Those who dabble in social smoking count themselves among non-smokers and look down on those who do smoke, a new study suggests.
A qualitiative study published in the journal Tobacco Control shows that many people who socially smoke have conflicted personalities – disassociating themselves from smokers.
Many of those interviewed as part of the study were also plagued with feelings of remorse and regret the morning after they indulged their occasional habit.
Social smoking describes when a person smokes intermittently or only in given situations, a behaviour which international evidence suggests to be on the rise among young adults, although smoking has decreased on the whole.
The study recruited and interviewed 13 social smokers aged between 19 and 25. Transcripts of the interviews showed participants often had conflicted identities, said lead author Professor Janet Hoek.
“Smoking is a behaviour that now attracts a lot of stigma. Social smokers are very aware of this and ironically, often look down on smokers and define themselves very much as being non-smokers.”
Dr Hoek, a marketing expert at the University of Otago, said many who fell into the social smoker category used strategies to distance or disassociate themselves from the ‘smoker’ label.
“They said things that they were a social smoker and not an addicted smoker because they never smoked alone, they never bought cigarettes and they smoked only when they were drinking.
“I guess in their own minds they were non-smokers and the conflict of course arises because they are non-smokers who smoke.”
By creating distance between themselves and addicted smokers, the participants were able to convince themselves the social smoking behaviour wasn’t part of their real character.
Many participants started out by “scabbing a cigarette”, or by smoking when offered in a social situation. The next morning a number of participants described feeling unwell, to the extent that some were sick, and were haunted by feelings of remorse.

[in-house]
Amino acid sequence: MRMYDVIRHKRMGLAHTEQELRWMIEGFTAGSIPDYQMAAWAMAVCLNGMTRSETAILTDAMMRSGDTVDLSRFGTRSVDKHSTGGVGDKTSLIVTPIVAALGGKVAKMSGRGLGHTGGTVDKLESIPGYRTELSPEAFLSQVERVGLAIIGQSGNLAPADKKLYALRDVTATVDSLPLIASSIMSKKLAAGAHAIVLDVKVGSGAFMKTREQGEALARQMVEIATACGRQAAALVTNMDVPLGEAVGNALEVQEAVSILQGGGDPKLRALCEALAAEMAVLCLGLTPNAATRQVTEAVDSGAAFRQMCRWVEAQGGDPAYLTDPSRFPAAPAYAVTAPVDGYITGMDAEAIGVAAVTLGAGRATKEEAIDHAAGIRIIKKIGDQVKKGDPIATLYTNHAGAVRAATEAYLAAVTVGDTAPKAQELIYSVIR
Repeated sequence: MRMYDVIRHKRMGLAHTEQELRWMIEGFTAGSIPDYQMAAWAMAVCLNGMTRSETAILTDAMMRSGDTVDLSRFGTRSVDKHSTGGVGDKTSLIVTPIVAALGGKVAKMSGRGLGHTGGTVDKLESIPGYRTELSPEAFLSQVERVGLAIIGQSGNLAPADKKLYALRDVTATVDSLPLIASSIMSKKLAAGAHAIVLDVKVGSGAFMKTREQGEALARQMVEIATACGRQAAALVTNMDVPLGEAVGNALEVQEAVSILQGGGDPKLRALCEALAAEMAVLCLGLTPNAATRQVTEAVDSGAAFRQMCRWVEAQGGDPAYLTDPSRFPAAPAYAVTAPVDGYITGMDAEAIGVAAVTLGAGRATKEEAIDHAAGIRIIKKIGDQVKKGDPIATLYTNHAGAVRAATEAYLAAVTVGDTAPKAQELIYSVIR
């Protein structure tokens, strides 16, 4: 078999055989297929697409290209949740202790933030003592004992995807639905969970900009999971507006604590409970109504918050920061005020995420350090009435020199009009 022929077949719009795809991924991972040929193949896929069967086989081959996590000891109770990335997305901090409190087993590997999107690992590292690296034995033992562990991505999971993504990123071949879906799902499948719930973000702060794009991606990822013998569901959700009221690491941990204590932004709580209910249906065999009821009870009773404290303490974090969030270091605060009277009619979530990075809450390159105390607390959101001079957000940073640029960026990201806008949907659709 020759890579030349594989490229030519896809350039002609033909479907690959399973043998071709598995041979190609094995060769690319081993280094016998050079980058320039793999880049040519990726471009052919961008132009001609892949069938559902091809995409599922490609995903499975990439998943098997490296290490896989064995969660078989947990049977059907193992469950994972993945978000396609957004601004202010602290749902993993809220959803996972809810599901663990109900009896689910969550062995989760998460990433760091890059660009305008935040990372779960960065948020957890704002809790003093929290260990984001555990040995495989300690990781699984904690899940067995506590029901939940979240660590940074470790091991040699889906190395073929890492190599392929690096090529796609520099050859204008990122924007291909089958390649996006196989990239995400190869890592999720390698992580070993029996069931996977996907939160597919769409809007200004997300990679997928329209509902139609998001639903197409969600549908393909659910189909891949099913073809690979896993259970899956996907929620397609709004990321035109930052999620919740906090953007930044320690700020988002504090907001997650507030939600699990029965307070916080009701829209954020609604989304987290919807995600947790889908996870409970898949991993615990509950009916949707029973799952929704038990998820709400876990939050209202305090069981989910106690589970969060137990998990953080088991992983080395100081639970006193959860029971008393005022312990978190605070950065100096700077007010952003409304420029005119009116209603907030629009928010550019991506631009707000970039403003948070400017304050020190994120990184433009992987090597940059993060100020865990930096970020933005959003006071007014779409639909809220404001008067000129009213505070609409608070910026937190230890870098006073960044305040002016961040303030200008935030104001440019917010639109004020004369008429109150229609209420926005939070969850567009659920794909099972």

“So there’s that terrible paradox between drinking and engaging in these behaviours and engaging in these behaviours and the kind of regret that they experience subsequently.”
The study, titled Social Smokers’ Management of Conflicted Identities, was carried out over the period of a month early last year.
The five authors looked at social smoking because they suspected it was riddled with contradictions, she said. Interviewers carried out one-on-one conversations with participants to tease out different questions.
The authors are members of ASPIRE2025, a research collaboration that had been tasked with carrying out research to test and evaluate different policies and interventions to achieve the Government’s goal of being smoke-free by 2025, said Dr Hoek.
“From our perspective, I think there’s a real public health problem here because we know that smoking does become very addictive very quickly for some people. Some people find that they’re addicted in fewer than three weeks which is really astonishingly quick when you think about it. So we have to come up with ways to minimise this behaviour.”
Twelve of the thirteen participants thought introducing smoke-free areas outside bars and restaurants was a good idea to help curb the social smoking habit.